The song radio function on YouTube is functional at best and does not perform the role of showing new music to the user. It plays one or two songs that are similar to the subject of the song radio but continues to pick songs out of users’ libraries after that, leading to a stagnant listening experience.
Paying customers will get the ability to play music in the background and ads removed, along with a curated ‘Offline Mixtape’ which is stored on the device and can be played at any time. This playlist evolves over time as well, with different songs being downloaded almost every day.
The Swedish streaming service has been a long time coming in India, mostly due to licensing issues of streaming in India. Spotify wished to exhibit a loophole in Indian law that would allow them to stream songs licensed by Warner Bros. International. This was due to the latter cracking down on Spotify’s streaming rights in India. This case is currently in court, leaving Indian users unable to stream some songs. However, apart from this, the platform is functioning perfectly in India.
The membership has various plan periods, ranging from daily, weekly, monthly, half-yearly to annual plans. This flexible model might be attractive to some users. The plans are priced at ₹13, ₹39, ₹129, ₹719, and ₹1,189 respectively. The ad-supported version has one big drawback, in that users cannot listen to individual songs.
Albums and playlists are shuffled and played, with only a limited number of skips per hour to ensure that the user does not keep skipping in order to listen to the song they like. This may be a deal-breaker for many, as they simply cannot listen to the songs they like the way that they want to.
To combat this, they can create playlists that include the songs that they like and play them with minimal skips to get over this pitfall. The service has applications for Android, iOS and Windows, with a web client available for good measure. The desktop version allows non-paying users to access whichever song they wish without restriction, allowing them to create playlists.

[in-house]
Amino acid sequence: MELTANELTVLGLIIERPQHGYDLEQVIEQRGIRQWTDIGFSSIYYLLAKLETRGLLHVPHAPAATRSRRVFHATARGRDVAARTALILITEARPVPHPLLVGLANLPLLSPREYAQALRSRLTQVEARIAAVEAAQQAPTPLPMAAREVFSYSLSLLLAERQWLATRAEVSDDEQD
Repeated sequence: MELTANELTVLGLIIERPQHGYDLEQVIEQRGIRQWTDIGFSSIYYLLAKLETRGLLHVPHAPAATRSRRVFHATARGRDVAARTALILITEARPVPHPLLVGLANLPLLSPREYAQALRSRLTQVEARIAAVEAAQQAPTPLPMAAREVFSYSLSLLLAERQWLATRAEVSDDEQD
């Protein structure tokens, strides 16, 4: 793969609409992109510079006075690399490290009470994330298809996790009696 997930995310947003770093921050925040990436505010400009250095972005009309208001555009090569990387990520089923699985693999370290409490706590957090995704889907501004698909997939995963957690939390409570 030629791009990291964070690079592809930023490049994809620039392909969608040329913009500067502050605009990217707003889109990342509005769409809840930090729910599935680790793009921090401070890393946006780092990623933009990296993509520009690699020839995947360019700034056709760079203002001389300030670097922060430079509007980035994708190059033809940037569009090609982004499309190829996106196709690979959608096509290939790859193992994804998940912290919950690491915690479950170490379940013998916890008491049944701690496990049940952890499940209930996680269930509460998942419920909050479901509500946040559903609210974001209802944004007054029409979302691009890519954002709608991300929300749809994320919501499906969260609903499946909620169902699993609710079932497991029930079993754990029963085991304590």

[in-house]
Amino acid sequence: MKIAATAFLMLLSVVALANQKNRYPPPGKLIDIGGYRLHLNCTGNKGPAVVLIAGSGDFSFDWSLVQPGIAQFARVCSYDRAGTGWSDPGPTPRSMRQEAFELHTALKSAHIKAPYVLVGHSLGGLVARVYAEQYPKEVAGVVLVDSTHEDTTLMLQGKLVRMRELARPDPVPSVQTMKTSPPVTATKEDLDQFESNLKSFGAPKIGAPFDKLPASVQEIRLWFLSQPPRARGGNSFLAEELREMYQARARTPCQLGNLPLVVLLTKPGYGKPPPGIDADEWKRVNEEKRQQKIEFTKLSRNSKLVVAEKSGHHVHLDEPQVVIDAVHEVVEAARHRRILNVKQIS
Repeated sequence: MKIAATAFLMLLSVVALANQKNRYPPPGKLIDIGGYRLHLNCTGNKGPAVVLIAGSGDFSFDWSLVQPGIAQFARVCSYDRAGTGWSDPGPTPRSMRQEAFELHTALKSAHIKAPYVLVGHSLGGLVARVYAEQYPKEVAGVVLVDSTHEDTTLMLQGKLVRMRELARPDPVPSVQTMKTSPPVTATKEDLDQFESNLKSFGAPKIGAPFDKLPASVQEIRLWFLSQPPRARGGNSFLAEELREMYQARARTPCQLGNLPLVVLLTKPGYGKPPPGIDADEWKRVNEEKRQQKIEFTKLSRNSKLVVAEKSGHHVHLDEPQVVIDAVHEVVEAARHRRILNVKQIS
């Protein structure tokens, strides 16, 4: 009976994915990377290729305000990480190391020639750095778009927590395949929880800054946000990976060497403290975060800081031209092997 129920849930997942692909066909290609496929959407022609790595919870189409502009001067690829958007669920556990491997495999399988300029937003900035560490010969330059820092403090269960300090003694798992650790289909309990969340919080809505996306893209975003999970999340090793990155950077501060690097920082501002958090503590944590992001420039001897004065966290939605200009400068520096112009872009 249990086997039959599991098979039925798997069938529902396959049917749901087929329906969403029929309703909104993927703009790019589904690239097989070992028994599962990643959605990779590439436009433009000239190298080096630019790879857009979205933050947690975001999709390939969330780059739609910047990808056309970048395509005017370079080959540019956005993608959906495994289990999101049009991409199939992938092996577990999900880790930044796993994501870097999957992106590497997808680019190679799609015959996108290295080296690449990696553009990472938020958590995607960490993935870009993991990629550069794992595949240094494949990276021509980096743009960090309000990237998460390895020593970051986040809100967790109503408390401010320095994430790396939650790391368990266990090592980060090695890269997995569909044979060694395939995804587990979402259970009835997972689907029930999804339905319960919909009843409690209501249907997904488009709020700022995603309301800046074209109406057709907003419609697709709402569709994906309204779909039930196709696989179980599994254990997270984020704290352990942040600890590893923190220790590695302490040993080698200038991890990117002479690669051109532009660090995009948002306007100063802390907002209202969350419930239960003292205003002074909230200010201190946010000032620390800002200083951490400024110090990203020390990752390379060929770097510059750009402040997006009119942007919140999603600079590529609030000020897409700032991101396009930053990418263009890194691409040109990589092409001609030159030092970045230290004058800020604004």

This is where the service shines through; in curated playlists that are varied across genres. There is a playlist for everything on Spotify, along with a varied collection of podcasts and audio experiences if that is preferred. The ML smarts of Spotify begin to show up a few days after the user utilizes the service extensively.
Starting off with ‘Daily Mix 1’, Spotify creates recommended playlists based on the songs that users listen to. Up to 6 ‘Daily Mix’ playlists can be created that offer genre-based recommendations to the user. Added to this, there are also Weekly Mixtapes called ‘Release Radar’ and ‘Discover Weekly’ that showcase new releases every week and personalized recommendations.
This is created through the use of a functionality known as collaborative filtering, which relies on implicit cues from users who Spotify has categorized as similar. The songs liked by user A are then recommended to user B, and vice versa to ensure good recommendations.
The platform also has a ‘Song Radio’ functionality that picks songs that are similar to one song and plays it by using Machine Learning. This is done through a deep neural network algorithm that analyzes raw audio for tagging and recommendations. This is a great tool for music discovery while still staying with the artists and genres known to the user.
Paying customers will be able to pick whichever song they want even on mobile versions, with cross-play functionality across all platforms. Ads will also be removed.
If users are looking for multi-language recommendations, curated playlists and a deep collection, Spotify is a safe bet and probably the best fit. However, to keep updated with the latest trends in the music industry, as well as live performances and covers, YouTube is the place to be. The recommendations are on similar levels on both platforms, while YouTube offers a more sustainable free membership compared to Spotify.